Infernax

Infernax is an 8-bit 2D Metroidvania with platforming elements and dark themes that feed into a morality system. The retro graphics, music, and gameplay remind me of Shovel Knight, except that Infernax is the opposite of Shovel Knight’s brand of quirky wholesome family fun. There’s a lot of blood and creatively disturbing imagery, but the uniquely upsetting aspect of this game is its sidequests, which force you to make distinctly unpleasant choices.

You play as Alcedor, a duke who has returned to his homeland after serving as a knight in the Holy War only to find it overrun with the undead. Your job is to infiltrate the five demon strongholds and thereby break the magical seal on your own castle, which is occupied by the big boss demon (or something to that effect). You navigate the 2D overworld with the various skills that you pick up in the 2D dungeons, and along the way you accumulate experience points and money that you can use to upgrade your abilities and equipment.

Infernax bills itself as having a “tough-as-nails” level of difficulty, but it’s not actually that hard until you get to the end, where the platforming is a bit too precision-oriented for the game mechanics. If you prefer, you can get around this difficulty by using Game Genie style cheat codes (these ones right here) on a menu that’s available at every save point. Again, I don’t think the game is difficult enough to warrant cheat codes, but using this system to access a double-jump ability can really help you out toward the end of the game, where failure at the platforming segments is unduly punished.

By the way – I should clarify what I mean when I say that this game “isn’t that difficult.” I’m not bragging about my skill as a gamer. I’m a shitty gamer, and I have no skill. I am in fact very bad at games. When I say that Infernax isn’t that difficult, I mean that it’s not difficult for someone like me, which in turn means that the game should be accessible to most players even without the use of cheat codes. If you can handle Shovel Knight and the Super Mario games, you can definitely handle Infernax. I think it’s important to be realistic and accurate about the difficulty level of a game like this, because perhaps not everyone is looking for a super hyper mega challenge. Maybe some people just want to stroll around a horror-themed digital theme park while fighting skeletons and zombies, and that’s cool. Infernax lets you turn the cheat codes on and off at any point you like and doesn’t penalize you for using them, and it offers a decent but not impossible challenge to anyone who wants to play the game straight.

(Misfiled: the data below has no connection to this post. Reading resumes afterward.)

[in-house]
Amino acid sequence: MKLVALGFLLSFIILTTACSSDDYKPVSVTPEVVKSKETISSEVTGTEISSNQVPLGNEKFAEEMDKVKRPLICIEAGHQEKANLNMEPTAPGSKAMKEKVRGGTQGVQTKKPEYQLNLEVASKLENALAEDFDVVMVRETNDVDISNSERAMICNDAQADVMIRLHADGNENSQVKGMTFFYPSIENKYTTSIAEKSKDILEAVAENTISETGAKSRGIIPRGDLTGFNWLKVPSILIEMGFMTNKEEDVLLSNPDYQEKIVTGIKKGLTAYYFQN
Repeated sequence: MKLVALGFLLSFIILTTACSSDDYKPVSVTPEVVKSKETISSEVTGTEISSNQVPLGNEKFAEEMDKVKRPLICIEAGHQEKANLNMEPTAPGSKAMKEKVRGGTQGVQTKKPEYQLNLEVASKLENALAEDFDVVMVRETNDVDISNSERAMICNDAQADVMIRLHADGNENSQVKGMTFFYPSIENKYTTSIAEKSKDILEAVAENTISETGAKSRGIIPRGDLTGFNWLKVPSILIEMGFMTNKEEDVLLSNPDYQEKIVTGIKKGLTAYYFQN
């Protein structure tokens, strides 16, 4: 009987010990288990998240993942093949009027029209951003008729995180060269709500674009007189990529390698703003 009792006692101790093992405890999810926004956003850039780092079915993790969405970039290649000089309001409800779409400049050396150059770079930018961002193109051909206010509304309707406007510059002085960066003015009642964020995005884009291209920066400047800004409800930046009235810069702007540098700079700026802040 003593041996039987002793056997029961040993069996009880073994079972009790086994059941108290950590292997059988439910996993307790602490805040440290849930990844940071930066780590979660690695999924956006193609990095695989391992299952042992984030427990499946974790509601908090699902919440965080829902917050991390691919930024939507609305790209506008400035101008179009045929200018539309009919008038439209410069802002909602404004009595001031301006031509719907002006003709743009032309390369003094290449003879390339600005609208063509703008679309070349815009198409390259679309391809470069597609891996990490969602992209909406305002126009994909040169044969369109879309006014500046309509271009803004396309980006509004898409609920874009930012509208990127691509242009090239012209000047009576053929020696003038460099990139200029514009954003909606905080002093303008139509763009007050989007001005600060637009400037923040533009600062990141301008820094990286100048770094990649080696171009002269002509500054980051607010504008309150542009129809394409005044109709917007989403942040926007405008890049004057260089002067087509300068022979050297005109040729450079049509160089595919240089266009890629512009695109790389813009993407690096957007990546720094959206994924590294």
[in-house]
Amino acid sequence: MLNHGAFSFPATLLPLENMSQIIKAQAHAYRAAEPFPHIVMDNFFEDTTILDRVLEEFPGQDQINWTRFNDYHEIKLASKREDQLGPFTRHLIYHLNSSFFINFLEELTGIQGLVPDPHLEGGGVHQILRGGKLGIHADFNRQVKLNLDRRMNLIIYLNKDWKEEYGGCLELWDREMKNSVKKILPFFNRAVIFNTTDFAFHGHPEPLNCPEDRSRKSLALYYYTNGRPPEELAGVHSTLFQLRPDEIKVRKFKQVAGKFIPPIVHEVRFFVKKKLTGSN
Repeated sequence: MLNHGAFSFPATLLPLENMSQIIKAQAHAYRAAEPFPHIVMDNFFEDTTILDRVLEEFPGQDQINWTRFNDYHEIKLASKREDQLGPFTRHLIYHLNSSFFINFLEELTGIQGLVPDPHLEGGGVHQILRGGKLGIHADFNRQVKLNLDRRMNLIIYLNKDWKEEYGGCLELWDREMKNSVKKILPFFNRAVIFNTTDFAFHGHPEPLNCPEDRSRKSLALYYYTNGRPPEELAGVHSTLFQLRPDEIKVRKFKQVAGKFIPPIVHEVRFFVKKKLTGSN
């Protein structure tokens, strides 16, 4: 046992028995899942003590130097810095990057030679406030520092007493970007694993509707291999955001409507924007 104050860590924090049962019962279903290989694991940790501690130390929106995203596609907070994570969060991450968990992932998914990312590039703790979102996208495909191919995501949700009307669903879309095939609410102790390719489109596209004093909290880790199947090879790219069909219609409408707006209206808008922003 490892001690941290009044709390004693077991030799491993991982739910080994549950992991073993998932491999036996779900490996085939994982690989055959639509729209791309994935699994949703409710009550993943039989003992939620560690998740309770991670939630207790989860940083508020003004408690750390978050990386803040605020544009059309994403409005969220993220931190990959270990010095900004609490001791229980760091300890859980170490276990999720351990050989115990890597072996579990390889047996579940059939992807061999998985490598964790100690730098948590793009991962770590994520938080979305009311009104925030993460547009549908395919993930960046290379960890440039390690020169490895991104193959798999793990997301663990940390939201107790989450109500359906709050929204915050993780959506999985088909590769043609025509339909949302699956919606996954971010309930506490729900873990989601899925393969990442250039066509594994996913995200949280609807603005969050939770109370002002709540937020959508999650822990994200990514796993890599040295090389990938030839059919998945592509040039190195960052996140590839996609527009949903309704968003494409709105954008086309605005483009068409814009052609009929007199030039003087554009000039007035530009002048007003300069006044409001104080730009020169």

The parts where you might need to use a walkthrough – or at least abuse the save feature to reset the game – are when Infernax asks you to make a binary choice. This choice is usually between showing mercy to monsters or outright killing them. The key to these choices is presented to the player at the very beginning of the game, when you have to choose whether to spare someone who has been possessed by a demon. If you’re a decent person and choose to spare him, he kills several people and forces you to kill him anyway.